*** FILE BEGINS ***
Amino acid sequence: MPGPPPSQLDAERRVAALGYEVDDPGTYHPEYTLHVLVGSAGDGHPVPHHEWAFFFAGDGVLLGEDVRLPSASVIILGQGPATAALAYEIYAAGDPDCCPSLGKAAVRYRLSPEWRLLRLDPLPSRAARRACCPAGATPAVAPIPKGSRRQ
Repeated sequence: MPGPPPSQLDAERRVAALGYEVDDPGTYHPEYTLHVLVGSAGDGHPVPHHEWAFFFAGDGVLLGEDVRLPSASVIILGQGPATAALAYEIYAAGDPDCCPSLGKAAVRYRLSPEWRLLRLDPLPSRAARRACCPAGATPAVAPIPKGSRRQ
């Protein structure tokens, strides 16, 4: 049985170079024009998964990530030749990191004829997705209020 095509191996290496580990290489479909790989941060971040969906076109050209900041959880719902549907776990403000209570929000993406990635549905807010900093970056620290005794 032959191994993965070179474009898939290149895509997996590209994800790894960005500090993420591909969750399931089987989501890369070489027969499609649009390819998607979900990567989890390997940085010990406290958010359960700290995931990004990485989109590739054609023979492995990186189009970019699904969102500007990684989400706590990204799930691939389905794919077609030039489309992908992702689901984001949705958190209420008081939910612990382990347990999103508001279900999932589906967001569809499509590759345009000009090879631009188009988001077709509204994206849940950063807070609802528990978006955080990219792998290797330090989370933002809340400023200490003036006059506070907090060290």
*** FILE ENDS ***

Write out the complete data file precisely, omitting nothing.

Amino acid sequence: MPGPPPSQLDAERRVAALGYEVDDPGTYHPEYTLHVLVGSAGDGHPVPHHEWAFFFAGDGVLLGEDVRLPSASVIILGQGPATAALAYEIYAAGDPDCCPSLGKAAVRYRLSPEWRLLRLDPLPSRAARRACCPAGATPAVAPIPKGSRRQ
Repeated sequence: MPGPPPSQLDAERRVAALGYEVDDPGTYHPEYTLHVLVGSAGDGHPVPHHEWAFFFAGDGVLLGEDVRLPSASVIILGQGPATAALAYEIYAAGDPDCCPSLGKAAVRYRLSPEWRLLRLDPLPSRAARRACCPAGATPAVAPIPKGSRRQ
């Protein structure tokens, strides 16, 4: 049985170079024009998964990530030749990191004829997705209020 095509191996290496580990290489479909790989941060971040969906076109050209900041959880719902549907776990403000209570929000993406990635549905807010900093970056620290005794 032959191994993965070179474009898939290149895509997996590209994800790894960005500090993420591909969750399931089987989501890369070489027969499609649009390819998607979900990567989890390997940085010990406290958010359960700290995931990004990485989109590739054609023979492995990186189009970019699904969102500007990684989400706590990204799930691939389905794919077609030039489309992908992702689901984001949705958190209420008081939910612990382990347990999103508001279900999932589906967001569809499509590759345009000009090879631009188009988001077709509204994206849940950063807070609802528990978006955080990219792998290797330090989370933002809340400023200490003036006059506070907090060290």